It’s probable that if you’ve hung around fandom, science fiction, or
like-minded communities – like the Steampunk universe – you’ve heard the phrase “Cosplay is not consent”. If you haven’t, I can give you a thumbnail definition: If one dresses as some sort of fandom or fantasy character with what is considered to be sex appeal or sexy look, this is in no way, shape, or form consent to touch that person. Neither is it permission to interfere with them without asking, or generally disrespect them as a human being simply because they’re wearing cosplay. And that holds true regardless of the nature of the character, or how revealing or hypothetically seductive that cosplay might be.
I hear: “If they didn’t want to be treated as sex objects, they wouldn’t do sexy cosplays”. There are plenty of reasons for cosplays, and being what you perceive as sexy doesn’t necessarily happen because they want to be sexual, especially with you. I mean, when you cosplay a villain, is it because you plan to undertake a life of crime? Does that make it okay for cops to arrest you because you look like a famous fictional murderer? Of course not.
There are people who feel that making a public appearance makes you into public property. And it is true that certain kinds of celebrity, and certain public roles, might change some of how society might be allowed to view you. I do not know to what extent we really deserve to know the deep inside secrets of movie stars, or rock musicians, but it has certainly been part of the tradition of both of those industries for many years that those professionals get a lot of publicity and a lot of attention, and they reap both the benefits and the detriments.
The challenge is that cosplayers are not generally professionals, and even those who are remain a very small group of people who all came out of the fandom world with the same goals and motivations as the rest of us: to show our love for things Fannish, nerdy, and interesting, and to pay tribute to our favorite artists and characters.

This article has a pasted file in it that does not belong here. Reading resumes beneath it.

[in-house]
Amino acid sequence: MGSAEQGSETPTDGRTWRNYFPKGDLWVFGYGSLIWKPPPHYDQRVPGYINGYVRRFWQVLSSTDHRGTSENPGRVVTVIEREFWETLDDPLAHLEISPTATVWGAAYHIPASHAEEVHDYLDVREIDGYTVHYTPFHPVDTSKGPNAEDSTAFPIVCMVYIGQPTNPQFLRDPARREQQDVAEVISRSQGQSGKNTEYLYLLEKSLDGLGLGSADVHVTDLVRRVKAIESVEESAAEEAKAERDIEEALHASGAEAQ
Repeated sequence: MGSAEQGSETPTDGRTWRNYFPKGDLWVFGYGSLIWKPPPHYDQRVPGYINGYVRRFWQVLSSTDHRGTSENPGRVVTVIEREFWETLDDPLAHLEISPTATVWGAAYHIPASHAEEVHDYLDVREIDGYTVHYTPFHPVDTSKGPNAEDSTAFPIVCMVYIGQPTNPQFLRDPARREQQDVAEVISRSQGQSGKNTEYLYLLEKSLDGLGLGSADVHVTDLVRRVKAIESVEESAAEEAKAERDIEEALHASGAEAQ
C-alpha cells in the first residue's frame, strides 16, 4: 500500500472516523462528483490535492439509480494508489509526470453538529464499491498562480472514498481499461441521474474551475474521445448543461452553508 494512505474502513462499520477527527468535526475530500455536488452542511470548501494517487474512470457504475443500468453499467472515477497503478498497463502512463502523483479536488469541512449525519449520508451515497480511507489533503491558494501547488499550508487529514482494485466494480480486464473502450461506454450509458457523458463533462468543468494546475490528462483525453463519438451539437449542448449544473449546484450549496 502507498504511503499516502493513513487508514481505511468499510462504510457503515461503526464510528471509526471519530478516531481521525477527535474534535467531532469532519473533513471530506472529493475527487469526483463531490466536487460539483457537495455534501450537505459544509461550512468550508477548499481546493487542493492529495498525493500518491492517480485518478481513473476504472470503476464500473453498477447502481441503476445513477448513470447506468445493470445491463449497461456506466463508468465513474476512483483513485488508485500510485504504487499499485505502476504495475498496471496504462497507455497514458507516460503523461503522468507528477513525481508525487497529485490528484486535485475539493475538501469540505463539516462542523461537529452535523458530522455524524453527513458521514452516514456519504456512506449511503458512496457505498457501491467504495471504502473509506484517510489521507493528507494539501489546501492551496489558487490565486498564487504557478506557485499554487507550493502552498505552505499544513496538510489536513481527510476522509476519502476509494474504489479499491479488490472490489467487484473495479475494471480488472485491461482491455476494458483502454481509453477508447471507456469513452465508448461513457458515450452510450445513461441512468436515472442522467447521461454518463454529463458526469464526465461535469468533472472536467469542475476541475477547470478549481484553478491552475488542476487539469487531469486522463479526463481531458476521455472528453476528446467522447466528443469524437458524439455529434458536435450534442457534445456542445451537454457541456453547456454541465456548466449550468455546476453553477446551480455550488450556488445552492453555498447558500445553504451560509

And they deserve what the rest of us deserve: respect, sometimes admiration, camaraderie, and basic human decency.
Honestly, with or without cosplay, someone being or acting or dressing in a manner that you consider to be sexy does not mean that you own that person’s sexuality or identity. Acting as if you did is disrespectful. It’s flat-out harassment, sometimes in a matter which is literally illegal. And then there’s this:
The more you disrespect sexy cosplay and costuming, the more you discourage it from happening. If you’re someone who likes those things and appreciates them, and wants to see more of them, then you owe people, not unpleasant experiences, but gratitude and appropriate behavior. You need to, for your own damn self interest, treat those people well and politely, or you will do one of two things:
Either you will reduce the number of people who participate in those cosplays you love so much, because the price of dealing with you and people like you is just too high a cost to bear…
Or, increasingly, you will get kicked out, or at least get a warning from event security. Because I will tell you a single simple Awful Truth: the vast majority of fandom, regardless of gender or identity or politics, simply does not want to be around a person who can’t treat others like adult human beings deserving of basic human respect.
Jeff Mach runs Jeff Mach Events, which in turn runs the world’s largest Steampunk event, The Steampunk World’s Fair; the peculiar Faerie festival Glimmerdark, and co-runs Dark Side Of The Con (with VampireFreaks). He’s on Twitter @steamworldsfair.